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17 Swedish towns to get new cash machines after law change

New cash machines will be installed in 17 Swedish towns after the country changed its laws to require the country’s major banks to offer cash withdrawals even in rural areas.

17 Swedish towns to get new cash machines after law change
A woman withdrawing money from a cash machine/ATM. Photo: Isabell Höjman/TT

The new law means that six of Sweden’s largest banks have to allow customers to deposit and take out cash from their branches, without having to travel too far.

As part of this, Bankomat – a company co-owned by Sweden’s banking giants – said it would install 17 new cash machines across the country in the first half of 2021.

Ten of these towns will get their first cash machines, and seven will have their current cash machines upgraded.

The law slightly halts Sweden’s journey to becoming a cashless society, but it is unlikely to have a huge effect on the decrease in the use of cash in the country.

In the second half of 2020, the number of withdrawals decreased 21 percent compared to the same period in 2019, with Swedes on average withdrawing 545 kronor a month.

That’s according to Bankomat’s statistics, which also show that Swedes withdrew in total 33.9 billion kronor in the second half of 2020, down from 42.5 billion kronor.

These towns will get new cash machines:

Furudal, Dalarna
Lillhärdal, Härjedalen
Kosta, Kronoberg
Glommersträsk, Norrbotten
Harads, Norrbotten
Karesuando, Norrbotten
Nikkala, Norrbotten
Vidsel, Norrbotten
Vittangi, Norrbotten
Östra Husby, Östergötland

These towns will get upgrades:

Djurås, Dalarna
Svärdsjö, Dalarna
Bjurholm, Västerbotten
Bredbyn, Västernorrland
Junsele, Västernorrland
Marstrand, Västra Götaland
Pålsboda, Örebro

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What happens if you don’t pay a bill in Sweden?

Sweden's Enforcement Authority is responsible for collecting unpaid debts, fines, and declarations of bankruptcy. So, what happens if an unpaid bill reaches the Enforcement Authority, and can you do anything if you have a black mark on your record?

What happens if you don't pay a bill in Sweden?

What happens when you have a bill?

Usually, if you have a bill in Sweden, you will receive an invoice (faktura) either digitally or via post, which will include details such as the amount owed, who to pay and the date payment is due (förfallodatum).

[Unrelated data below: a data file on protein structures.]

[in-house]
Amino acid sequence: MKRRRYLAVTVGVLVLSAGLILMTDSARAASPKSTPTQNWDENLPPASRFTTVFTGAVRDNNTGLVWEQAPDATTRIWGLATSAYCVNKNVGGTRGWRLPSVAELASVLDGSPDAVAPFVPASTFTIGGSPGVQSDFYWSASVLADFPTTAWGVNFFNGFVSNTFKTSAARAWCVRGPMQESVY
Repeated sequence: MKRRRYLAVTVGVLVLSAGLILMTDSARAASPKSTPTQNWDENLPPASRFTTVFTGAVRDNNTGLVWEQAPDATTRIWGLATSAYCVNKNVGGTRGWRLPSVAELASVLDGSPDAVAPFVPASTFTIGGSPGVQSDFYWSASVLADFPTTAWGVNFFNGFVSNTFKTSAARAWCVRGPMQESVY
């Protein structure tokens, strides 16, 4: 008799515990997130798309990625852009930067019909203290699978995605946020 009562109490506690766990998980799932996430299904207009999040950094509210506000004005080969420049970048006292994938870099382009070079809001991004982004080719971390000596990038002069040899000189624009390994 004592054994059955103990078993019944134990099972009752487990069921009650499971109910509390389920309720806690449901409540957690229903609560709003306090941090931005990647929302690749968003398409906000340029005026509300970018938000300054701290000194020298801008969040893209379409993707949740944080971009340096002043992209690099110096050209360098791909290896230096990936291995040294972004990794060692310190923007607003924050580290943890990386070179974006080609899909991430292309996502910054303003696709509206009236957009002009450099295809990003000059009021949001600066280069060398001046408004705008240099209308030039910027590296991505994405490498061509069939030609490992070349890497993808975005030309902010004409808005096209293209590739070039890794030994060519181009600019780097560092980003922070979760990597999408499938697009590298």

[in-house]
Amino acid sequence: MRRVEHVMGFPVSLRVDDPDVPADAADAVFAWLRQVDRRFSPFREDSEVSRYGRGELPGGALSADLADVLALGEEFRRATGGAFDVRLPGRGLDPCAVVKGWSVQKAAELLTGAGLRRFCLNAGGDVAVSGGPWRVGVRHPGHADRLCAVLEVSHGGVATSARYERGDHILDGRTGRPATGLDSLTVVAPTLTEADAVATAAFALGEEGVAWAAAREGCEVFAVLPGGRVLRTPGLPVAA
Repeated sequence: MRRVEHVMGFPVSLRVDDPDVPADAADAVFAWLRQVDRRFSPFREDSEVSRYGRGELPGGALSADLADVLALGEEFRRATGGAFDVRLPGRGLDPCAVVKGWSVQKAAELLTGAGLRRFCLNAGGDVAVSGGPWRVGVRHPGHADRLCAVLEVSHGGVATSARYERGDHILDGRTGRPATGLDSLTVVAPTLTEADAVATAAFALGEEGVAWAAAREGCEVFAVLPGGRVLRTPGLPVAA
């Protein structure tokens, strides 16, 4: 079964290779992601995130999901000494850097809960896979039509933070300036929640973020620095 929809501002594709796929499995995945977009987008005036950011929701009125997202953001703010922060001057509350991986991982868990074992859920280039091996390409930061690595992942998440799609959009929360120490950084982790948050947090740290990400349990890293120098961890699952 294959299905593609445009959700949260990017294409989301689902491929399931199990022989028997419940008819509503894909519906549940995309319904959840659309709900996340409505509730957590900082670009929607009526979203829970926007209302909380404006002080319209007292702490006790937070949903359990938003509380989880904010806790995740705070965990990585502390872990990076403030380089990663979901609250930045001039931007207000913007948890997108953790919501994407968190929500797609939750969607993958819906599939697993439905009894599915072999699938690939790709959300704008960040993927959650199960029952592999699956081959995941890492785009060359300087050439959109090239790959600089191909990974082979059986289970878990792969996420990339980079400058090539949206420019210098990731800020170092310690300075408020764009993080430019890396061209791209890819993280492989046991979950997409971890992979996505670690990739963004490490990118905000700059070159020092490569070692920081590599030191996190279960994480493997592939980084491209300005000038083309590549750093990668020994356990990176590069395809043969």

If you don’t pay the invoice in time, the person you owe money to may turn the case over to inkasso, or a debt collection agency, who will again send you an invoice for payment, plus the agency’s fee.

If this invoice goes unpaid, the Enforcement Authority will get involved.

The Swedish Enforcement Authority, Kronofogden in Swedish, is responsible for collecting unpaid debts. It does this by providing advice and support to those who are unable to pay their debts, as well as helping creditors – such as, for example, landlords whose tenants have not paid their rent.

The debt collection agency will pass unpaid bills on to them, and you may receive a betalningsanmärkning or black mark on your credit record.

Before you receive a black mark, however, you will first receive an ansökan om betalningsföreläggande from the Enforcement Authority. If you pay this in time, your debt will not be registered as a betalningsanmärkning.

There are some types of payment where you can receive a betalningsanmärkning without the bill going through a debt collection agency first. These are usually payments owed to the state, such as unpaid tax, unpaid student loan repayments or unpaid municipal parking fees.

You are unlikely to come into contact with the Enforcement Authority unless you miss or forget to pay a bill.

What happens if you get a black mark?

A black mark can have pretty major consequences – it can stop you from hiring a car, getting a credit card, borrowing money (including getting a mortgage), taking out a phone contract or even renting an apartment, as well as barring you from ordering anything on credit or paying via invoice.

This is due to the fact that whenever you apply for a loan or credit in Sweden, the lender will check your credit score (kreditupplysning) to see if there is any risk of you not paying up. Many lenders have a strict policy on not lending to individuals with black marks on their credit score to minimise risk, no matter whether the mark is due to an unpaid phone bill or a missed mortgage repayment.

How can I check if I have one?

You can check if you have a black mark by contacting a credit check company – here is a list of all credit check companies in Sweden. Some may charge a small fee for the service, whereas others offer it for free.

One advantage of checking your own credit score before contacting a lender is that your credit score is not affected when you carry out a check on yourself. 

If, however, a bank carries out a credit check on you, this can affect your credit score – it’s usually not an issue if you carry out one or two checks, but a lot of checks in a short period of time could cause issues.

Can you do anything to remove it?

Unfortunately, no. 

All you can do is wait – a black mark will disappear from your record after three years for private individuals or five years for businesses. 

The best strategy is to avoid getting a black mark on your record in the first place – such as by paying your bills via autogiro (direct debit), keeping an eye on your post (as well as your digital post), and paying for items up-front if possible to avoid invoices, rather than using “buy now, pay later” credit services such as Klarna or Clearpay.

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